Swimmers are a classic example of interacting active matter. First, they need a constant input of energy to keep them swimming. Second, they can interact through the fluid: each swimmer disturbs the fluid by swimming through it, which in turn affects other swimmers, resulting in rich collective behaviors. Furthermore, both these aspects can be worked out, to a certain extent, from more fundamental principles, i.e. fluid mechanics.
Much attention has been devoted, in particular, to microscopic swimmers: bacteria such as E. Coli, algae such as Chlamydomonas reinhardtii, sperm cells, and a variety of artificial micro-swimmers inspired by their living counterparts. Because they are small and slow, their dynamics is dominated by viscosity, which greatly simplifies analytical studies of their interactions with the fluid.
Some of these swimmers, instead of swimming in a straight line, rotate around themselves. A remarkable property of such rotors is that they can create azimuthal flow fields that lead to azimuthal interactions between particles. The nature of this flow field, however, depends critically on the source of rotation. In fact, the azimuthal flow field that has been observed around particles that are driven to rotate by an external torque is no longer present when rotation is obtained through internal processes, i.e. as a result of the swimmer pushing on the surrounding fluid. We showed, however, that such internally driven rotors still exhibit an azimuthal interaction much similar to that experienced by externally driven ones, but with a faster decay (1/r4 instead of 1/r2 for a liquid-air interface).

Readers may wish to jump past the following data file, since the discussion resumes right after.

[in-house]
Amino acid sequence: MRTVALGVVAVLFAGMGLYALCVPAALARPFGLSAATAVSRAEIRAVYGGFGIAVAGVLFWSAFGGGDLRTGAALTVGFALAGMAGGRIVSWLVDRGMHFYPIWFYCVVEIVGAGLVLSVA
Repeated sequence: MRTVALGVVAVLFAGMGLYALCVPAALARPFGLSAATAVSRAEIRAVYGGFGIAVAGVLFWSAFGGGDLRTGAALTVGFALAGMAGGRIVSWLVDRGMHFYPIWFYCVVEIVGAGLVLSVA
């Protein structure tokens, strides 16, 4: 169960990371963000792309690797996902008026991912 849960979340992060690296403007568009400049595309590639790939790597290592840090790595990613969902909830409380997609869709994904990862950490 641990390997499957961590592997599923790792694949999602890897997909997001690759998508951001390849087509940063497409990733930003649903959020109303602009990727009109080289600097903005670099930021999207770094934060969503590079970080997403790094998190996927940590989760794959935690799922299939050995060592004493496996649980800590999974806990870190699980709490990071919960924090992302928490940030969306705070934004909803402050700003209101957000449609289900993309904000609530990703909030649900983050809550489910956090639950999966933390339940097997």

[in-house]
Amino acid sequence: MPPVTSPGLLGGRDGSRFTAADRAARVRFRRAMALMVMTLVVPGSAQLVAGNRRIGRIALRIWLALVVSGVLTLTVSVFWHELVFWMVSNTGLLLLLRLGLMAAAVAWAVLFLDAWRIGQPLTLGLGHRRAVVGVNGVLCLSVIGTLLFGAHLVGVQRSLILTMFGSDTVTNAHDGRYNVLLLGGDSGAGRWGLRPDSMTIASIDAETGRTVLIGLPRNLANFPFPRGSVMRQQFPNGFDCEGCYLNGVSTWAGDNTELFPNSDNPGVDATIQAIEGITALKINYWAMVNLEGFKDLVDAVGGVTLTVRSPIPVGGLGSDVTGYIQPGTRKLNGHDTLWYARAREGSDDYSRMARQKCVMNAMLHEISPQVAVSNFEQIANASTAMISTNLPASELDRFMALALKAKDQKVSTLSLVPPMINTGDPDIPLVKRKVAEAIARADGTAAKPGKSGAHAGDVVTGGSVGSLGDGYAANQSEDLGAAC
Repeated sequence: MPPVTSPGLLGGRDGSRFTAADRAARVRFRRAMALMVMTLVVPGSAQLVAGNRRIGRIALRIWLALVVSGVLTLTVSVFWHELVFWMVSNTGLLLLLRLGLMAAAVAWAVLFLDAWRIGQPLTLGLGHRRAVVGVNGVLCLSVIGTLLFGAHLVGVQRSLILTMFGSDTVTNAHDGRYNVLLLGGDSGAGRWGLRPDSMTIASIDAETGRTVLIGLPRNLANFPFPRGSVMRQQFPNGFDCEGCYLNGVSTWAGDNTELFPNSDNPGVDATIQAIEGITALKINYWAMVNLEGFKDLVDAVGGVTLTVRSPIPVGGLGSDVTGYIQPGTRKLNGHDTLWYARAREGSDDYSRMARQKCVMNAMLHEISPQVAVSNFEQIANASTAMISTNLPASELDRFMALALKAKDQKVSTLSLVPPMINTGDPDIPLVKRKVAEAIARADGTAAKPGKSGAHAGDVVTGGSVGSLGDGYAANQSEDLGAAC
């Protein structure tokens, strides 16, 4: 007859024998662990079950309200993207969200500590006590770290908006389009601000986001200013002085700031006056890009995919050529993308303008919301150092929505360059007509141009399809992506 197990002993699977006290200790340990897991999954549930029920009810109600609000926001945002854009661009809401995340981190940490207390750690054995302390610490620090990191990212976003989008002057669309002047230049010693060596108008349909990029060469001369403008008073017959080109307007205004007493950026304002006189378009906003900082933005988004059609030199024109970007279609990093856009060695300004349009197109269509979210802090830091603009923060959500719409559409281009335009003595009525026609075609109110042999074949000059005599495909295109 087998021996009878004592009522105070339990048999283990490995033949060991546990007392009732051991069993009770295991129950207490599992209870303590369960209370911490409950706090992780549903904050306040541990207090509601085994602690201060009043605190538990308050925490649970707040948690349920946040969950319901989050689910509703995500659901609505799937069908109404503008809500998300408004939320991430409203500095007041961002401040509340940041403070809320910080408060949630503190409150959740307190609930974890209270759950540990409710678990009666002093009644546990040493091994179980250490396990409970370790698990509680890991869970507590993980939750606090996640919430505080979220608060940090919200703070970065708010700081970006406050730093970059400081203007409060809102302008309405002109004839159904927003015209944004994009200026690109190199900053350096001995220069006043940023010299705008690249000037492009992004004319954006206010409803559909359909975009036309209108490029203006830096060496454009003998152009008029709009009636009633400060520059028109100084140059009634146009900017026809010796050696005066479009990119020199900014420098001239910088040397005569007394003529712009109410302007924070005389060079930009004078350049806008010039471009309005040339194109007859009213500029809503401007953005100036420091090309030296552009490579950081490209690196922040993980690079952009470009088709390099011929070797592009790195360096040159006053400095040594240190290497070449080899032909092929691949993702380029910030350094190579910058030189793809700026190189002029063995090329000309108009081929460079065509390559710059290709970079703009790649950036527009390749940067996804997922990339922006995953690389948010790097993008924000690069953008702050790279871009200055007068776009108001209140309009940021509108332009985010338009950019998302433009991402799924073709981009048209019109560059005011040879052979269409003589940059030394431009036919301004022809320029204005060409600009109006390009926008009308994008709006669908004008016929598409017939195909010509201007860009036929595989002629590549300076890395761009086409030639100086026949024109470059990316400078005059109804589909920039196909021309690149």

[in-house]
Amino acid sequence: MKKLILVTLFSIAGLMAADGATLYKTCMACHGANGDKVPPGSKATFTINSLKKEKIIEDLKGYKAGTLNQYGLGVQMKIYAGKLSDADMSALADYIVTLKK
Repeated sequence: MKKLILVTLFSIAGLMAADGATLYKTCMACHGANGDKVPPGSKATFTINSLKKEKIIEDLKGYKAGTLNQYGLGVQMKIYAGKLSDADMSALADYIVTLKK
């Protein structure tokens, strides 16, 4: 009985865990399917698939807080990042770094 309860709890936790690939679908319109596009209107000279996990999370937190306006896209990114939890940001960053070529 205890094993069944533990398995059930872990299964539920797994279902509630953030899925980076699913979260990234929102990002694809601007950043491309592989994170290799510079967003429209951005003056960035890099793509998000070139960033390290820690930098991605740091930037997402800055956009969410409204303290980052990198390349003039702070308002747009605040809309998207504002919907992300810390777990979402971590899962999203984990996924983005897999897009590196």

One important consequence of the existence of an azimuthal interaction is the possibility to form self-propelled pairs, i.e. pairs of rotors rotating in opposite directions that push each other in a common direction.